after a Covid-19, sequelae on sleep and mental health

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The pandemic has increased people’s mental health problems. If the context is indisputably anxiety-provoking, it would seem that the virus itself could have an impact on our brain and trigger psychiatric illnesses.

the SARS-CoV-2 is definitely a virus very mysterious. At the start of the pandemicit appeared as a respiratory virus giving rise to a pathology asymptomatic in 80% of patients and can lead to serious forms in fragile patients such as the obese, the elderly, diabetics. We now know that it is much more complicated than that. First, there is the long Covid. Indeed, patients continue to experience symptoms, sometimes very disabling, several months after contamination. The Covid-19 could it actually be a chronic disease? Second, there are the sequels long-term, which can occur even in those who have had a mild form of the infection for only a few days.

Recently, a study showed that contamination with SARS-CoV-2 exposed to an increased risk of cardiac arrest (+61%) andstroke (+52%) in the following year. A publication of the prestigious British Medical Journal (BMJ) brings new data: sequelae on mental health have also been observed for at least a year.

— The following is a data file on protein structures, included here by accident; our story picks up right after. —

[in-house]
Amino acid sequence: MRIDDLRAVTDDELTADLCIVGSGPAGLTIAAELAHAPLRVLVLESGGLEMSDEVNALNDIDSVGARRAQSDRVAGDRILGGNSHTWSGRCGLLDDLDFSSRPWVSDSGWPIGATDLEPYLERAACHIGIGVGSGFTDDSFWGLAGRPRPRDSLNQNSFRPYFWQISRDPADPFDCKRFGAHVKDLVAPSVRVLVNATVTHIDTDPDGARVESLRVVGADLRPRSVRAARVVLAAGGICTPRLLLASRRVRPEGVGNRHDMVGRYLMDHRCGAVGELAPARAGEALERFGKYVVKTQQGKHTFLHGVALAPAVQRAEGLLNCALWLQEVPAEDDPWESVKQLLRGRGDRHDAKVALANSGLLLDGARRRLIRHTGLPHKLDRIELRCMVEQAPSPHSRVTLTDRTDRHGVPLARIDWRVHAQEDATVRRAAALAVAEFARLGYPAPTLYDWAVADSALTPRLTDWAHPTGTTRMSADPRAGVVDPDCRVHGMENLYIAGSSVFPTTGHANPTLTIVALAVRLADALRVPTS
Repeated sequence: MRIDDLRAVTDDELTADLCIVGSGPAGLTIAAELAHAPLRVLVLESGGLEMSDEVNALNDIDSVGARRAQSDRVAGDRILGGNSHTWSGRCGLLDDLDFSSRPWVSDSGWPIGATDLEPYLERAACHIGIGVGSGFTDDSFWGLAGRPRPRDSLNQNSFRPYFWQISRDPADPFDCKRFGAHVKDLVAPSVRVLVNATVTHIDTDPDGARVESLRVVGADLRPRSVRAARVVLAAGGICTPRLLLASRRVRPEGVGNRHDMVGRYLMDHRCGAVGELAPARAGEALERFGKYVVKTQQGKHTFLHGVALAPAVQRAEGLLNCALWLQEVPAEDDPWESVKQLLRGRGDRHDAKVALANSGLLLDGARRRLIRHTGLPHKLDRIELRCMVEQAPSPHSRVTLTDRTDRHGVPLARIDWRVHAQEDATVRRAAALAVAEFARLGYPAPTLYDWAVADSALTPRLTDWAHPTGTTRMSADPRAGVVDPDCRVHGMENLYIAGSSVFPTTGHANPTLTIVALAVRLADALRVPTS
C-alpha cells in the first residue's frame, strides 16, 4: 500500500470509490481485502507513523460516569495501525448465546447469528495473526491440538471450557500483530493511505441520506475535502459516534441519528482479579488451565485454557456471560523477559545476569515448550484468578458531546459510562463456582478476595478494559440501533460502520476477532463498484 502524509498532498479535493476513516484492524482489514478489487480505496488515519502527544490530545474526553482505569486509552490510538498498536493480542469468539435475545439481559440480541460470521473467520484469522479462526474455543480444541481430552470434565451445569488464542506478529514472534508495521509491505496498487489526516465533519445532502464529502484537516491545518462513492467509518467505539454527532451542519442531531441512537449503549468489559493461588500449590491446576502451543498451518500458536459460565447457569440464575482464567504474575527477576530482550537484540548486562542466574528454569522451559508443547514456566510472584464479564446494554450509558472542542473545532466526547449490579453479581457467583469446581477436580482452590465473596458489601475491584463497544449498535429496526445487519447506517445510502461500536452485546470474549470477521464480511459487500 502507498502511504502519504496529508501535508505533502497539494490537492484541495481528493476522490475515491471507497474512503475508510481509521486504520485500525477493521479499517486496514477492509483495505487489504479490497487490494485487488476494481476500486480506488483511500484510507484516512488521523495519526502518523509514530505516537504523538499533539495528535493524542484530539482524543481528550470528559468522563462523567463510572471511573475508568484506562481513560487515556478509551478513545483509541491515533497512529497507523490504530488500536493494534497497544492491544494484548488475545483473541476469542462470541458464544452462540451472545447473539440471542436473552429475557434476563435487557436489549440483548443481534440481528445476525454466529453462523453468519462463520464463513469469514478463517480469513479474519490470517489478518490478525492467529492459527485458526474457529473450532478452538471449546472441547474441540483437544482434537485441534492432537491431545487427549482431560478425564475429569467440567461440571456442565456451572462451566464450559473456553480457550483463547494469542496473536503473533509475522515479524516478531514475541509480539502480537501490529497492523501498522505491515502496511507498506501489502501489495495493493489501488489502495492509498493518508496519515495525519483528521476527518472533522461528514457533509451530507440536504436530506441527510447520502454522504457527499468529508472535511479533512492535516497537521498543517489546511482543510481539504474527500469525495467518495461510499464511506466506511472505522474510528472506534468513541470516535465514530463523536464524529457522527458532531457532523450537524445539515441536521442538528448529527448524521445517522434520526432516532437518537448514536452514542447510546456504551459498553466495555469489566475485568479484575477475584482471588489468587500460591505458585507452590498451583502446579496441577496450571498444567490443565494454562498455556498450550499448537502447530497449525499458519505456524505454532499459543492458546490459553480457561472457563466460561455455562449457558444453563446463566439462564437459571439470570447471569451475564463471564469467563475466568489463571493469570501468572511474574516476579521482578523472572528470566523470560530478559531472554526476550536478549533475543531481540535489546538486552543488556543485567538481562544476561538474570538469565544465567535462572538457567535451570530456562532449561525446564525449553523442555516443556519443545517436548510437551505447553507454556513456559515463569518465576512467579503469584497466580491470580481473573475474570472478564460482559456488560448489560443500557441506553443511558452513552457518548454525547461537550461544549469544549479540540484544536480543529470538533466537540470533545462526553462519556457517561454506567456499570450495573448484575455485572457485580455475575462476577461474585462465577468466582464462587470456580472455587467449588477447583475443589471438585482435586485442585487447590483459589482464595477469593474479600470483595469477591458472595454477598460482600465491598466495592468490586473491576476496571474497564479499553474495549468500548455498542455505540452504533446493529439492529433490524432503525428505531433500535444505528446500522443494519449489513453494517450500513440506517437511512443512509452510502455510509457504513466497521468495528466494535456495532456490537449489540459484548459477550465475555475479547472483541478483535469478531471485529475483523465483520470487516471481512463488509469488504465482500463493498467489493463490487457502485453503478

Mental health consequences

The study of cohort included three groups:

  • group 1: 153,848 people who were infected with SARS-CoV-2. In the two years preceding the study, none of them had been diagnosed with a mental disorder or had taken psychiatric treatment;
  • group 2: a control group of people who did not a priori not been infected (n=5,637,840);
  • group 3: a control group formed before the pandemic (n=5,859,251).

Group 1 presented a higher risk of having anxiety disorders (+35%) and depressive disorders (+40%). Logically, this group had taken more antidepressants andanxiolytics (benzodiazepines). More worryingly, group 1 also had a higher risk of occurrence of cognitive declines and sleeping troubles (+41%).

Even in people who have had a mild form

People who required hospitalization had the most serious mental sequelae. And if these troubles came from a post-traumatic stress quite understandable? A priori no. The authors observed an increased risk of having mental health problems in patients hospitalized for Covid-19 compared to patients hospitalized for a cold severe or for any other cause. In addition, sequelae have also been observed in people who have had a mild form of the disease.

The authors conclude: It’s not just a respiratory virus. Indeed, if the symptoms focus on therespiratory early in the infection, it is now clear that SARS-CoV-2 is capable of causing damage to many other organs.

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